Comment By Bob L.
June 30th 2013
This seems to be the type of Government this Country wants, what I mean is that nothing can be done without asking the Government if you can use a plastic bag, water bottle, or maybe your car.
Look around, what do you see, Environmentalists, Special Interest, and the Government telling you what you can eat, how far you can drive your car, what you are going to carry your groceries in, if you have not noticed, every thing they take away for you to use, it comes with a cost of thing left for you to use.
It’s becoming a crime to smoke a cigarette, but it is alright to smoke or eat an illegal product, and that is not a crime, is that because some one is going to make more profit from the poor people again, it is ever ending, they take money away from the poor and think nothing of it, but when it comes to the wealthy, they get Tax breaks.
UVA student jailed for possession of bottled water, ice cream
June 29, 2013
A University of Virginia student spent a night and good part of the next day in jail after seven plain-clothes agents from the state’s Alcoholic Beverage Control division ambushed her.
The student, 20-year-old Elizabeth Daly, made the mistake of walking to her car with bottled water, cookie dough and ice cream in a dark supermarket parking lot near the UVA campus, reports The Daily Progress.
The seven agents sprung aggressively into action, suspecting that the student was carrying was a 12-pack of beer. She was actually carrying a sky-blue carton of LaCroix sparkling water.
Police admit that one of the high-strung agents vaulted onto the hood of Daly’s car. She contends that one of them also drew a gun.
It’s not clear what about Daly’s appearance gave the six police officers the belief that they had probable cause to confront her en masse.
Daly, along with two roommates who were in the car, did what reasonable, unarmed people usually do when violently pounced upon by seven people. They tried to get away.
“They were showing unidentifiable badges after they approached us, but we became frightened, as they were not in anything close to a uniform,” Daly said in a written account, according to The Daily Progress.
“I couldn’t put my windows down unless I started my car, and when I started my car they began yelling to not move the car, not to start the car. They began trying to break the windows. My roommates and I were … terrified,” the student also wrote.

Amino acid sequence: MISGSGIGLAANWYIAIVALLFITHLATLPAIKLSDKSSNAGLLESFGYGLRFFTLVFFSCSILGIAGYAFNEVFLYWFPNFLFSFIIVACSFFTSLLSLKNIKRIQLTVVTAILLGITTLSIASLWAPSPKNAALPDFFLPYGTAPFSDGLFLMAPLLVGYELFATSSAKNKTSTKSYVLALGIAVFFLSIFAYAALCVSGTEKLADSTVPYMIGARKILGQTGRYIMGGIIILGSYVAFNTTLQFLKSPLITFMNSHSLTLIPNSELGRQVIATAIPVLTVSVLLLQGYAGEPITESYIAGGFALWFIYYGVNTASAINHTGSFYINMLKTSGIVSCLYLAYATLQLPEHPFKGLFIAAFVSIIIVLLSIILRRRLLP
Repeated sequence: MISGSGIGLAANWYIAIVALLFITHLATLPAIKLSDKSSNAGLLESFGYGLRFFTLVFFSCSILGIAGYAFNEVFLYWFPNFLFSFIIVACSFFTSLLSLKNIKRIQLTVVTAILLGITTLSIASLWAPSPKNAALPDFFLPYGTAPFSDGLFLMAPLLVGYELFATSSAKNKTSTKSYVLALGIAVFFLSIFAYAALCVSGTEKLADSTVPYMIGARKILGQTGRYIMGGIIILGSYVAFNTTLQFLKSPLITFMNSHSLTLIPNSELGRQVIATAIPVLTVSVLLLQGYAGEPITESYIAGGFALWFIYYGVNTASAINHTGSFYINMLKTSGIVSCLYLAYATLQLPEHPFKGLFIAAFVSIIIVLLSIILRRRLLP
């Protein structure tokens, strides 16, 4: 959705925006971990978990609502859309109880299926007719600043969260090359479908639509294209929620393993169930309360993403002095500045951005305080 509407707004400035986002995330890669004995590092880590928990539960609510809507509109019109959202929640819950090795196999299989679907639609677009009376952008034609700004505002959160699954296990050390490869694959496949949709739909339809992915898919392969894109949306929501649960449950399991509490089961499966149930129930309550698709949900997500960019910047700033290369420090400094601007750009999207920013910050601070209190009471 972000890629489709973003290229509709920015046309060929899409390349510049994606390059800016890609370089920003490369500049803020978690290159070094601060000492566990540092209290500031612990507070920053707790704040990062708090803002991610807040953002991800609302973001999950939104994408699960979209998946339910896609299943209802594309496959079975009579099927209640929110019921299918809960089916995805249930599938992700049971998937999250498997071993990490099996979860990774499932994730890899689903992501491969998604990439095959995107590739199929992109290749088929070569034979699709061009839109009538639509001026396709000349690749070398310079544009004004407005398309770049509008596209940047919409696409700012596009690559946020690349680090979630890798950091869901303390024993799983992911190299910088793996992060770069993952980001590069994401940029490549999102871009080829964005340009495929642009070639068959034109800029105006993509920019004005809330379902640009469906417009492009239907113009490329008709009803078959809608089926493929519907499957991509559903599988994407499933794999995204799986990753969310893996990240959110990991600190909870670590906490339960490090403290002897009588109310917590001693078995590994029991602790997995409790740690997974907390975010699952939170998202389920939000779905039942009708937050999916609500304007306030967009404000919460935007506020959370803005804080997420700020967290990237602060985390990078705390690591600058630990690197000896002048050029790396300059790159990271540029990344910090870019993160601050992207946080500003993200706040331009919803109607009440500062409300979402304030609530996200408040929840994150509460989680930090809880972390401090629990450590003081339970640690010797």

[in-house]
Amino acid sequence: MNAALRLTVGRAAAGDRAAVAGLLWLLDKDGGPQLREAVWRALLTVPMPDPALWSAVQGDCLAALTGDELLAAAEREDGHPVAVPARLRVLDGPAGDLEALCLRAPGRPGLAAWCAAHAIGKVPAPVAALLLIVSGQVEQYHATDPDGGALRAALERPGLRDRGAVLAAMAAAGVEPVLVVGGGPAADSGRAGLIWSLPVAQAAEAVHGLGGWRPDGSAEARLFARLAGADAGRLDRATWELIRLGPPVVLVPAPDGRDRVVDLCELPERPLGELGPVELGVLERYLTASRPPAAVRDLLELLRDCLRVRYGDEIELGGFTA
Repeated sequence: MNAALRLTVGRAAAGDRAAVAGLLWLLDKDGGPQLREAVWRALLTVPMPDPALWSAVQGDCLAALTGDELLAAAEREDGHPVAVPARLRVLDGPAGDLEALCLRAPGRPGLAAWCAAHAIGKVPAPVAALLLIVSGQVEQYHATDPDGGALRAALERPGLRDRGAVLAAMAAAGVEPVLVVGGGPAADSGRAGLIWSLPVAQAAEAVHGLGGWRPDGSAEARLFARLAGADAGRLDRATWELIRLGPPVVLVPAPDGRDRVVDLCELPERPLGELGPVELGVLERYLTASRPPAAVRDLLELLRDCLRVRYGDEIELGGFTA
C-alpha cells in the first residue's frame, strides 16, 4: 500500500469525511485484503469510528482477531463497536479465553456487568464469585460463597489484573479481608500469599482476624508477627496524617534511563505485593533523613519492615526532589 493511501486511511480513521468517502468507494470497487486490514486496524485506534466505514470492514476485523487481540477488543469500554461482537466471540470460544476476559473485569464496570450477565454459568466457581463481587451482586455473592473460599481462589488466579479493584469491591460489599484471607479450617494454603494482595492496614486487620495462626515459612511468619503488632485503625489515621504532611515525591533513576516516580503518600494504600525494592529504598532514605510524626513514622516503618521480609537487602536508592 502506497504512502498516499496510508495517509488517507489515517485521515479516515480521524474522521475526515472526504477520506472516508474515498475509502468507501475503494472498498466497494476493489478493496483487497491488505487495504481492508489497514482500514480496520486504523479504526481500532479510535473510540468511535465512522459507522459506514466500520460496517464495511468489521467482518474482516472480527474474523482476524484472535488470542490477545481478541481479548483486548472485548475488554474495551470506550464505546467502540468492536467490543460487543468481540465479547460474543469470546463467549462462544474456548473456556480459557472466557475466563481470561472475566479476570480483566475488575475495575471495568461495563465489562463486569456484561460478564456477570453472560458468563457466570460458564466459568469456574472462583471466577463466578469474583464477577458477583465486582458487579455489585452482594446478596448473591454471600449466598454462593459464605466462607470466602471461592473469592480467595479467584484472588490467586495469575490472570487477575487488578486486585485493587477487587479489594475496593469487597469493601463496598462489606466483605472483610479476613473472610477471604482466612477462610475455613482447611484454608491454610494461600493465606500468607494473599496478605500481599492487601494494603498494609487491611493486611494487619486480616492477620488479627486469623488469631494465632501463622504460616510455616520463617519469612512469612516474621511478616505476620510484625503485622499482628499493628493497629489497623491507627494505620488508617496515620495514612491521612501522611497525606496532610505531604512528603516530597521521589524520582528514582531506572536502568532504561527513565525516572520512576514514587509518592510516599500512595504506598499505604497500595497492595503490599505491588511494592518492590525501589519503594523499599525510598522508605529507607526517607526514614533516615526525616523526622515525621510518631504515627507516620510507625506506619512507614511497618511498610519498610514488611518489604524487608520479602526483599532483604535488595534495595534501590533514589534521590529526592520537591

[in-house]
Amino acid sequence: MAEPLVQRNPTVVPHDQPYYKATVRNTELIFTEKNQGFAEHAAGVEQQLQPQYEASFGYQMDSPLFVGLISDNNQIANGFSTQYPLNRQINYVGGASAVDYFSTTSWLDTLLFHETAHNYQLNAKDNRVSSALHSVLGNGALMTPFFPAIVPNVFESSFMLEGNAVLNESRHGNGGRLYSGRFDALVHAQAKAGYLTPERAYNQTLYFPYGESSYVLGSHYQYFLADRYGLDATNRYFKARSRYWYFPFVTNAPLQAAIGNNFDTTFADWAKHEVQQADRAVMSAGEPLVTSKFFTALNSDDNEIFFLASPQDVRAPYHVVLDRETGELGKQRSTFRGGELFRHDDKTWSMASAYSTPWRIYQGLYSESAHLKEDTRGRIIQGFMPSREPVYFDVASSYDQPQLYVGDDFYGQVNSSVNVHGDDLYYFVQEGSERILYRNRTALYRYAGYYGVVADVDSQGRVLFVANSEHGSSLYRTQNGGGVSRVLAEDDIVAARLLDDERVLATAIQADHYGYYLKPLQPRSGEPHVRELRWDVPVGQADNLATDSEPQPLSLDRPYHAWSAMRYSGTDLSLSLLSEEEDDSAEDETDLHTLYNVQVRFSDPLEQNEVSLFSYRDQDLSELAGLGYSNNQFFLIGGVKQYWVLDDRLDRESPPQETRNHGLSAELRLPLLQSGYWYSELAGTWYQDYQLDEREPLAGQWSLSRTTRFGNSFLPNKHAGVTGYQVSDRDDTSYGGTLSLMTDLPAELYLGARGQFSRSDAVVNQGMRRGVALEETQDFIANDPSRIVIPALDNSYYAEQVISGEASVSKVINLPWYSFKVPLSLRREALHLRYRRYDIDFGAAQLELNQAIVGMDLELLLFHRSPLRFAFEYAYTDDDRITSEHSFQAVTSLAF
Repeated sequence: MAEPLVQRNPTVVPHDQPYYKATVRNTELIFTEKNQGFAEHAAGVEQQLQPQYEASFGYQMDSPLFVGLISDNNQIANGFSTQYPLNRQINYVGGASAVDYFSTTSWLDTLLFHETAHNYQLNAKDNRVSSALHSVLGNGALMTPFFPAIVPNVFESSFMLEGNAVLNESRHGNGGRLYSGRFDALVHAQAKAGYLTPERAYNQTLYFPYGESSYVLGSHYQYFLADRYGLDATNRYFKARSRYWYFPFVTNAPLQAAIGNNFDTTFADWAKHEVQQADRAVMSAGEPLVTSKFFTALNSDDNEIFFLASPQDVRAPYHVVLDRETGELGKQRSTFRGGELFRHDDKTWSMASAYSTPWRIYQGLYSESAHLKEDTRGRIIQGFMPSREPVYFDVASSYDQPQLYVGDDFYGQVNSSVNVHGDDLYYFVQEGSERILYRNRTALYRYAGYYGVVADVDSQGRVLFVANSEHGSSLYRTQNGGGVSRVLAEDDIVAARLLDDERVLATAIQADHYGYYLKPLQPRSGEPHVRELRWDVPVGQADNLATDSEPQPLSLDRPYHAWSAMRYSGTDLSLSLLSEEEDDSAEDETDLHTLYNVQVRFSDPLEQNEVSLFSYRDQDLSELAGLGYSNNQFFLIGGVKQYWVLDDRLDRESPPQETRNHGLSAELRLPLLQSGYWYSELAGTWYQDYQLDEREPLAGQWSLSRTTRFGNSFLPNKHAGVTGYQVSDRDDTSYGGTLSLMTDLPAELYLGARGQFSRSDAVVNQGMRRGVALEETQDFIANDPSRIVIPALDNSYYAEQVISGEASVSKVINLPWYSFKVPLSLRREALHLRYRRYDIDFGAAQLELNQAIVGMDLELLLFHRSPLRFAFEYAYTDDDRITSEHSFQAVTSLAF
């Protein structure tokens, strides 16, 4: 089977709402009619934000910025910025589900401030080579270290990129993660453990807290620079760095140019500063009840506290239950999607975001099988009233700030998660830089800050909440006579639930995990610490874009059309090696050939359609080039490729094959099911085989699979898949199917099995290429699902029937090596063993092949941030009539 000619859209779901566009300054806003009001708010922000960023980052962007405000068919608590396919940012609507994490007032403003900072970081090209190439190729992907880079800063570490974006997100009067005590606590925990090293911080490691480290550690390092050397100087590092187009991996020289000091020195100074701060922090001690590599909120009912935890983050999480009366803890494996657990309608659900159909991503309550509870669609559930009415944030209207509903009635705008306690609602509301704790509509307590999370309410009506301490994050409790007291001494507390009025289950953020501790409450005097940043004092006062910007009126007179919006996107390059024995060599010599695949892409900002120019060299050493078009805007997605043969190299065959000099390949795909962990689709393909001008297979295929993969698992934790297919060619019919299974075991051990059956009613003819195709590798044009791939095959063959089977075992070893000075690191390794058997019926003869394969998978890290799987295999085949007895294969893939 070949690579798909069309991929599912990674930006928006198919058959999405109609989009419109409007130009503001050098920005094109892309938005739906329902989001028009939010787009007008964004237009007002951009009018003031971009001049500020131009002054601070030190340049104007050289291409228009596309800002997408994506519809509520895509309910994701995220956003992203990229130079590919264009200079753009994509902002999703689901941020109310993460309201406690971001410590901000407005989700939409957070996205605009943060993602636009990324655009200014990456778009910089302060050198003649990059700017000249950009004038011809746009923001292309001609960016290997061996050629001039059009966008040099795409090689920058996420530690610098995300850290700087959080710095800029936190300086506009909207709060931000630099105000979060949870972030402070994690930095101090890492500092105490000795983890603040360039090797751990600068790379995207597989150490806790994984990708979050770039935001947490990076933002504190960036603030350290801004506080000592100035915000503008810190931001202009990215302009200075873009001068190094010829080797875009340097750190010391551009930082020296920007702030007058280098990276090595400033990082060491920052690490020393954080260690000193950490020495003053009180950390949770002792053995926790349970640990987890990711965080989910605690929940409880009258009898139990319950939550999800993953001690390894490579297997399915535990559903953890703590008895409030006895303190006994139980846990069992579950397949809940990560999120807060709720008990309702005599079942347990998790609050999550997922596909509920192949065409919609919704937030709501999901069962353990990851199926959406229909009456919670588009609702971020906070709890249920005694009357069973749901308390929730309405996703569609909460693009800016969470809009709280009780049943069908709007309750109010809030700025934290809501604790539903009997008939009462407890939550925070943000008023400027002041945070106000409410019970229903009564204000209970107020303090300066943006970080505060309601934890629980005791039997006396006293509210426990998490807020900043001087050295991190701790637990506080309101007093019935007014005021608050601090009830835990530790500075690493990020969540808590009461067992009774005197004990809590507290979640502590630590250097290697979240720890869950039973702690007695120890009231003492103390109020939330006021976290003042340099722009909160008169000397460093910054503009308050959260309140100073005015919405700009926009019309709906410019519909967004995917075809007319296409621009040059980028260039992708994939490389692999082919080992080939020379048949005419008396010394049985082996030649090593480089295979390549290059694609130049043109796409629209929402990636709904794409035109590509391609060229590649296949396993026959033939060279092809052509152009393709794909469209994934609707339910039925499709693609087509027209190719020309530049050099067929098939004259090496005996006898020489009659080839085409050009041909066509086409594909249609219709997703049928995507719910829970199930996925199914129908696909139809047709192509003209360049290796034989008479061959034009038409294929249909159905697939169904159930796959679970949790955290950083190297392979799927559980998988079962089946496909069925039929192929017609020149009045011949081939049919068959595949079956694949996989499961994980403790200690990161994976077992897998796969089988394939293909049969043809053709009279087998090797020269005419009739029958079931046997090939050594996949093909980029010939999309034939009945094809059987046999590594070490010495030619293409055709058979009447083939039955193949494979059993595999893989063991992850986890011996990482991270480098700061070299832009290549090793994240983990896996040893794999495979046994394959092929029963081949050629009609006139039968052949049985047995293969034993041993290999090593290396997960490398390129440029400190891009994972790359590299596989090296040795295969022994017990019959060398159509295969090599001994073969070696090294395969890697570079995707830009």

According to court records obtained by the Charlottesville paper, Daly “grazed” two agents with her vehicle. At this time, the records state, the unidentified passenger in the front seat of her SUV was yelling “go, go, go” and simultaneously diving into the back seat.
Once the three students managed to make it out of the parking lot, they called 911. Daly testified that her goal was to drive immediately to a police station. However, she was stopped by a vehicle with identifiable sirens and lights.
Daly had just left an annual UVA “Take Back the Night” vigil on the famous campus founded by the man who drafted the Declaration of Independence. She was eventually able to explain that she had purchased the water and junk food for a sorority benefit. She also apologized.
The seven Alcoholic Beverage Control agents were not satisfied. They charged Daly with three felonies: one count of eluding police and two counts of assaulting a law enforcement officer. In Virginia, each of these Class Six felonies carries up to five years in prison and up to $2,500 in fines.
The seven agents then had her hauled to the Albemarle-Charlottesville Regional Jail.
The incident occurred April 11. Charlottesville Commonwealth’s Attorney Dave Chapman deigned to drop the criminal charges this week.
“You don’t know all the facts until you complete the investigation,” Chapman told The Daily Progress in defense of his own actions and the actions of the Alcoholic Beverage Control agents.
It’s unclear why Chapman’s investigation took some 80 days.
The Charlottesville broadsheet also does not mention how much Daly paid her defense attorney, Francis Lawrence.
A spokeswoman for Alcoholic Beverage Control’s regional office, Carol Mawyer, refused to provide details other than saying that the bureau’s agents cunningly wear plainclothes.
“This has been an extremely trying experience,” Daly wrote in her statement. “It is something to this day I cannot understand or believe has come to this point.”
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